Previously, I’ve been in control of the environment that I have been monitoring, so I was able to integrate that performance monitoring into PolyMon.  Now that I have a slightly different scenario, I’ve had to modify my performance monitoring strategy.

I’ve mainly been concerned about general server performance, as well as IIS and SQL performance (Basic, IIS, SQL 2005, IIS and SQL 2005), so I’ve been using counter sets that mirror that.

Then I wrapped a couple of calls to logman.exe, which is the command line interface to PerfMon counters.

To create the counter, I used

logman create counter BlackBox -v mmddhhmm -cf Counters.txt -si 00:10 -f bincirc -o “c:\Perflogs\Blackbox_%computername%” -max 250

which creates a counter named “BlackBox” (like a flight recorder).

The command also:

  • reads in the counters from a text file (see my examples above).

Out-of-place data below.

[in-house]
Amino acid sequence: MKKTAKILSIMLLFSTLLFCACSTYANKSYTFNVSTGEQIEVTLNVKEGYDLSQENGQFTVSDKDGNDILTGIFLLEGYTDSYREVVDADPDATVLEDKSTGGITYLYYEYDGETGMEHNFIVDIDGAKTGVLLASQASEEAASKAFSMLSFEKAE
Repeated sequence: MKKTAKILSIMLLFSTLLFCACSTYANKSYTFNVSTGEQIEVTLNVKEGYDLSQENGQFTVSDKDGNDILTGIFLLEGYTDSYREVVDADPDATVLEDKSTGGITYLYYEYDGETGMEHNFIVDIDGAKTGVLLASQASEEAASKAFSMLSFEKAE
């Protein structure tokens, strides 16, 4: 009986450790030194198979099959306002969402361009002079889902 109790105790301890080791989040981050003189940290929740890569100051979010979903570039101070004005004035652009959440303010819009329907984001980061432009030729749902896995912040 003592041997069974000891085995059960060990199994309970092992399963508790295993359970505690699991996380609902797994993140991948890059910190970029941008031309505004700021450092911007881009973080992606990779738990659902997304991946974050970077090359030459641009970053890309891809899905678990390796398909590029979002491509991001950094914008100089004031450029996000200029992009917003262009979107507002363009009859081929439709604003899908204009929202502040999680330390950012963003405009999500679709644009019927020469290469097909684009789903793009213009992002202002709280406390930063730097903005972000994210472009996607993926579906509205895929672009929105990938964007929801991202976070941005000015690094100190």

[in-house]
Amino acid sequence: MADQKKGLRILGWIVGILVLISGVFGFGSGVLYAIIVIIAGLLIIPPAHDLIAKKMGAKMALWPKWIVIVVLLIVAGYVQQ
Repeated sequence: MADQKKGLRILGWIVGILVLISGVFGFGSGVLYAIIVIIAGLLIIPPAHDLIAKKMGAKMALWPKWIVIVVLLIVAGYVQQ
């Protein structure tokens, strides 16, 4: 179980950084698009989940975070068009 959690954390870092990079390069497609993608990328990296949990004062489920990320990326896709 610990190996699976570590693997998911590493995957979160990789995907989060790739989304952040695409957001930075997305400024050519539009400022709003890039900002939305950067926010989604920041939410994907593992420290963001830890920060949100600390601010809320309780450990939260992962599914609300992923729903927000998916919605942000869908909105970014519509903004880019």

• sets the sample interval to be every 10 minutes (“-si”).
  • sets the log file is a binary circular file (set by the ‘”-f”), which would be a maximum of 250 MB (set by “–max”)
  • sets the log file location and name (using the computer name environmental variable to append the computer name to the log file) and the “-v” option also adds the month, day, hour, and minute of the start of the log to the file name.

After creating the counter, I used

to start the capture of the counter information.

Finally, I have another command to stop the capture, so when there is an issue or after a specified period of monitoring, I can grab the log file and feed it to PAL or load it in PerfMon (on Server 2008 or greater – as PerfMon got some nice feature bumps with the more recent releases) and analyze it there or export it to a CSV file to slice into it with Excel.

Have Fun!

Resources:

Runas Radio Shows –

Technet Article – Taking Your Server’s Pulse

PAL – Performance Analysis Of Logs



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